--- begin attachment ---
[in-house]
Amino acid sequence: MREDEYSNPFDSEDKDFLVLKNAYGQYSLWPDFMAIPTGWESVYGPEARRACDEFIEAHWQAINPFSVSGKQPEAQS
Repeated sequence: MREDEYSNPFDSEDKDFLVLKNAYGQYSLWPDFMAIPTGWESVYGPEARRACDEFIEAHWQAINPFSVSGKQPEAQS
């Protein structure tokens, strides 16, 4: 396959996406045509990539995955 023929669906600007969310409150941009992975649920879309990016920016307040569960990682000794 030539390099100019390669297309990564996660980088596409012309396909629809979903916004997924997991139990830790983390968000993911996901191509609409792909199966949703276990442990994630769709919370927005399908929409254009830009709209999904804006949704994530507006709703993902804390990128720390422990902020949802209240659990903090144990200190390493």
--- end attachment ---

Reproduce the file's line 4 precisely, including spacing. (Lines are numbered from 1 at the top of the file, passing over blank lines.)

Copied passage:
């Protein structure tokens, strides 16, 4: 396959996406045509990539995955 023929669906600007969310409150941009992975649920879309990016920016307040569960990682000794 030539390099100019390669297309990564996660980088596409012309396909629809979903916004997924997991139990830790983390968000993911996901191509609409792909199966949703276990442990994630769709919370927005399908929409254009830009709209999904804006949704994530507006709703993902804390990128720390422990902020949802209240659990903090144990200190390493």